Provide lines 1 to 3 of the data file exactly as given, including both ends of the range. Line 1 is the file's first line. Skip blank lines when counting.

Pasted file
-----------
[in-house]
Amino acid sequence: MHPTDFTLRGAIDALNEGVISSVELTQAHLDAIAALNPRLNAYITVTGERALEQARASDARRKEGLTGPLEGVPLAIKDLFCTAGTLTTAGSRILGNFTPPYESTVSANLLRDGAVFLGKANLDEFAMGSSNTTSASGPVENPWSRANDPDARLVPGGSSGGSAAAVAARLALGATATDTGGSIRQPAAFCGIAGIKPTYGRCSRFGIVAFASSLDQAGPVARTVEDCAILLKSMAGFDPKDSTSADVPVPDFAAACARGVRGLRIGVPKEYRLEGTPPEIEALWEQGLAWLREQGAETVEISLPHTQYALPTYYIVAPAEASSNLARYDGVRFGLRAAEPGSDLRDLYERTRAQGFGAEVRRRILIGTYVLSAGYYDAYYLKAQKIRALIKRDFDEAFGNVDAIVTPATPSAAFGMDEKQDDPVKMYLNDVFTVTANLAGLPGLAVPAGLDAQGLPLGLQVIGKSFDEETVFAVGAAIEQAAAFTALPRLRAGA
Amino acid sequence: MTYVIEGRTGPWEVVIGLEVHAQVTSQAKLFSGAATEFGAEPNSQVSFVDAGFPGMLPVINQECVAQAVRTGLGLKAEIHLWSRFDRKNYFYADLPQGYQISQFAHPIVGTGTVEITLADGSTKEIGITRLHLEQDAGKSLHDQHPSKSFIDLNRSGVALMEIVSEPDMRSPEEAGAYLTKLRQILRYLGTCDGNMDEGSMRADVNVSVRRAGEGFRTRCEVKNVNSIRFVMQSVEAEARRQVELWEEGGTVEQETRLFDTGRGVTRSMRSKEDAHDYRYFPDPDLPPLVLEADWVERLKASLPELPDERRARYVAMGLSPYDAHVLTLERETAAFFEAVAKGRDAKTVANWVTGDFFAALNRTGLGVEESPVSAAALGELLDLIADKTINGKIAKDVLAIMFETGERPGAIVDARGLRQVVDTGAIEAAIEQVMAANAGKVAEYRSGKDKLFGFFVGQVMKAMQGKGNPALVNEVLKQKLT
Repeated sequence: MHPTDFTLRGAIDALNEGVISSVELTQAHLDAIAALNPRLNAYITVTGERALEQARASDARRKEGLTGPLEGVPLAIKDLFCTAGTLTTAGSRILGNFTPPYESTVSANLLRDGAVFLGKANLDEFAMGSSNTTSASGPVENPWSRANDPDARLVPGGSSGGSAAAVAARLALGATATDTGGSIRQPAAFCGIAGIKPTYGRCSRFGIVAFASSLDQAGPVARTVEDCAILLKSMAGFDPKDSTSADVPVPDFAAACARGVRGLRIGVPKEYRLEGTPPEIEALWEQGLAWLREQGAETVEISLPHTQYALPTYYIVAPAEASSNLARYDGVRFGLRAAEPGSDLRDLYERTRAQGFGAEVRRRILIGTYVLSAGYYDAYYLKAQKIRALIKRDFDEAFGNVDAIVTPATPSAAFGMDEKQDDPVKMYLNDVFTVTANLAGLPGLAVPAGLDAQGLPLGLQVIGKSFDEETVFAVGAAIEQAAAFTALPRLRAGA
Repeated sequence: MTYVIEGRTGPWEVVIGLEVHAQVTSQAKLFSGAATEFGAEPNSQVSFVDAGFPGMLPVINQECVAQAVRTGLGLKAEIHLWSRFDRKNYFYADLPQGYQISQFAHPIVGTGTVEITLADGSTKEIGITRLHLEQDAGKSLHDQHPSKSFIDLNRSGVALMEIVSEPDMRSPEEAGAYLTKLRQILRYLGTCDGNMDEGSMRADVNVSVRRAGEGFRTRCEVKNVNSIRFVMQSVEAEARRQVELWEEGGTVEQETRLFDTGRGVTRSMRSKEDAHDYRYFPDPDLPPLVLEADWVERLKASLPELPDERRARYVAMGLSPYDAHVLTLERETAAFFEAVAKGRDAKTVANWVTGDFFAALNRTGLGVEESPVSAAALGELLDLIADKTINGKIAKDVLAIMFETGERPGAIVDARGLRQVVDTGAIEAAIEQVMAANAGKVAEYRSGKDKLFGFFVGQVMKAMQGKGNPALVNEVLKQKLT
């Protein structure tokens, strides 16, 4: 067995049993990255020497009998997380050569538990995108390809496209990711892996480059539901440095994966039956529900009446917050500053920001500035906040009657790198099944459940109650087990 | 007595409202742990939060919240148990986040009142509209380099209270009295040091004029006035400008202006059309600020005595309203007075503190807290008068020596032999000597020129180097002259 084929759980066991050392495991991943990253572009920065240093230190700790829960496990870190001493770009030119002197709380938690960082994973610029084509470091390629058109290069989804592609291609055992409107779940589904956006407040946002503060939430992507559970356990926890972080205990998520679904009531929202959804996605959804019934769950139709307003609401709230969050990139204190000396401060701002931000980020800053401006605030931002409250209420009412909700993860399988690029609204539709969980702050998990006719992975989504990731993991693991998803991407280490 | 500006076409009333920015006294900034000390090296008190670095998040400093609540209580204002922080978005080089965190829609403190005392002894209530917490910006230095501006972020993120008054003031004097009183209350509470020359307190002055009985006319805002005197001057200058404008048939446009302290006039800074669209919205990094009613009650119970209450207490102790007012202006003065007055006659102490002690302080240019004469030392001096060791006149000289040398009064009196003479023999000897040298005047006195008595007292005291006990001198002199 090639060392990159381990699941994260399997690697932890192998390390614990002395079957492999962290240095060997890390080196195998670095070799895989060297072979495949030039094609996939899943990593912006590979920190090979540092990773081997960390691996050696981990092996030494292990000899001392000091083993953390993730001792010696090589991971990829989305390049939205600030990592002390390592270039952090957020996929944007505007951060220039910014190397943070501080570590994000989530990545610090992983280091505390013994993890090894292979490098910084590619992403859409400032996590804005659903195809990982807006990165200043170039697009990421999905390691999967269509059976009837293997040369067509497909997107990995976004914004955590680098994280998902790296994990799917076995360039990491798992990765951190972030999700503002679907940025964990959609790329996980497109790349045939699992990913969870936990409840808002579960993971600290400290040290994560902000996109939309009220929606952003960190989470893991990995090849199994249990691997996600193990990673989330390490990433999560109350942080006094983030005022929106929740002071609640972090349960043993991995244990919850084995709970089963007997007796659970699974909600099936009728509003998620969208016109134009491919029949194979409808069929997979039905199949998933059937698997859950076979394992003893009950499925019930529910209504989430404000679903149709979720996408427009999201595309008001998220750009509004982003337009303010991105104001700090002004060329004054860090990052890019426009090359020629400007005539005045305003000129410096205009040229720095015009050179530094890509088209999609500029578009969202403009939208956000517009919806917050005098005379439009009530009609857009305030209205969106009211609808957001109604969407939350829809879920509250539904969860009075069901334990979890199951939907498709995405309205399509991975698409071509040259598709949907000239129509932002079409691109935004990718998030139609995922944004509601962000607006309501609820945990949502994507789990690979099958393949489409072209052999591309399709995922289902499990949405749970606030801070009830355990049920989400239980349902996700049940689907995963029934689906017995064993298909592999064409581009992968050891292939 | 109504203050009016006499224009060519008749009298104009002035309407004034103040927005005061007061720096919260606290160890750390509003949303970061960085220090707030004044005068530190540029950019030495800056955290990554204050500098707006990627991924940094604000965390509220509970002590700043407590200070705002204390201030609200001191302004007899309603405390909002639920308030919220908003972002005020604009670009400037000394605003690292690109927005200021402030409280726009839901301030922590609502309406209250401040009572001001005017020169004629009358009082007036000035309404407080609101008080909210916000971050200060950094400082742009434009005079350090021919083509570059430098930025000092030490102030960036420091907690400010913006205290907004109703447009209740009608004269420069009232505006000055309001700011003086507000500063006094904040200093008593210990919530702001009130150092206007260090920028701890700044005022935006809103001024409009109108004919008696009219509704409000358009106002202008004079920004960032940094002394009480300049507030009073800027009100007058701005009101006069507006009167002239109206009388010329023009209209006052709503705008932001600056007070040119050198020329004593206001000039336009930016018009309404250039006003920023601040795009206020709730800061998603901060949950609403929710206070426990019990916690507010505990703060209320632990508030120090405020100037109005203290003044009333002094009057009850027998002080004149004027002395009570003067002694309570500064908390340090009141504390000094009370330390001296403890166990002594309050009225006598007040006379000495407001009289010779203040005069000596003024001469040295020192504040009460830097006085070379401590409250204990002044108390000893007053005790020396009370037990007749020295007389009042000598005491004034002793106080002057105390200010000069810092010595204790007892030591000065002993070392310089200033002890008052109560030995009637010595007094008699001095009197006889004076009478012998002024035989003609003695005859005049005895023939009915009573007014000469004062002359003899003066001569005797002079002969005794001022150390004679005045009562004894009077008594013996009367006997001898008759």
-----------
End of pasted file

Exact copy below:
[in-house]
Amino acid sequence: MHPTDFTLRGAIDALNEGVISSVELTQAHLDAIAALNPRLNAYITVTGERALEQARASDARRKEGLTGPLEGVPLAIKDLFCTAGTLTTAGSRILGNFTPPYESTVSANLLRDGAVFLGKANLDEFAMGSSNTTSASGPVENPWSRANDPDARLVPGGSSGGSAAAVAARLALGATATDTGGSIRQPAAFCGIAGIKPTYGRCSRFGIVAFASSLDQAGPVARTVEDCAILLKSMAGFDPKDSTSADVPVPDFAAACARGVRGLRIGVPKEYRLEGTPPEIEALWEQGLAWLREQGAETVEISLPHTQYALPTYYIVAPAEASSNLARYDGVRFGLRAAEPGSDLRDLYERTRAQGFGAEVRRRILIGTYVLSAGYYDAYYLKAQKIRALIKRDFDEAFGNVDAIVTPATPSAAFGMDEKQDDPVKMYLNDVFTVTANLAGLPGLAVPAGLDAQGLPLGLQVIGKSFDEETVFAVGAAIEQAAAFTALPRLRAGA
Amino acid sequence: MTYVIEGRTGPWEVVIGLEVHAQVTSQAKLFSGAATEFGAEPNSQVSFVDAGFPGMLPVINQECVAQAVRTGLGLKAEIHLWSRFDRKNYFYADLPQGYQISQFAHPIVGTGTVEITLADGSTKEIGITRLHLEQDAGKSLHDQHPSKSFIDLNRSGVALMEIVSEPDMRSPEEAGAYLTKLRQILRYLGTCDGNMDEGSMRADVNVSVRRAGEGFRTRCEVKNVNSIRFVMQSVEAEARRQVELWEEGGTVEQETRLFDTGRGVTRSMRSKEDAHDYRYFPDPDLPPLVLEADWVERLKASLPELPDERRARYVAMGLSPYDAHVLTLERETAAFFEAVAKGRDAKTVANWVTGDFFAALNRTGLGVEESPVSAAALGELLDLIADKTINGKIAKDVLAIMFETGERPGAIVDARGLRQVVDTGAIEAAIEQVMAANAGKVAEYRSGKDKLFGFFVGQVMKAMQGKGNPALVNEVLKQKLT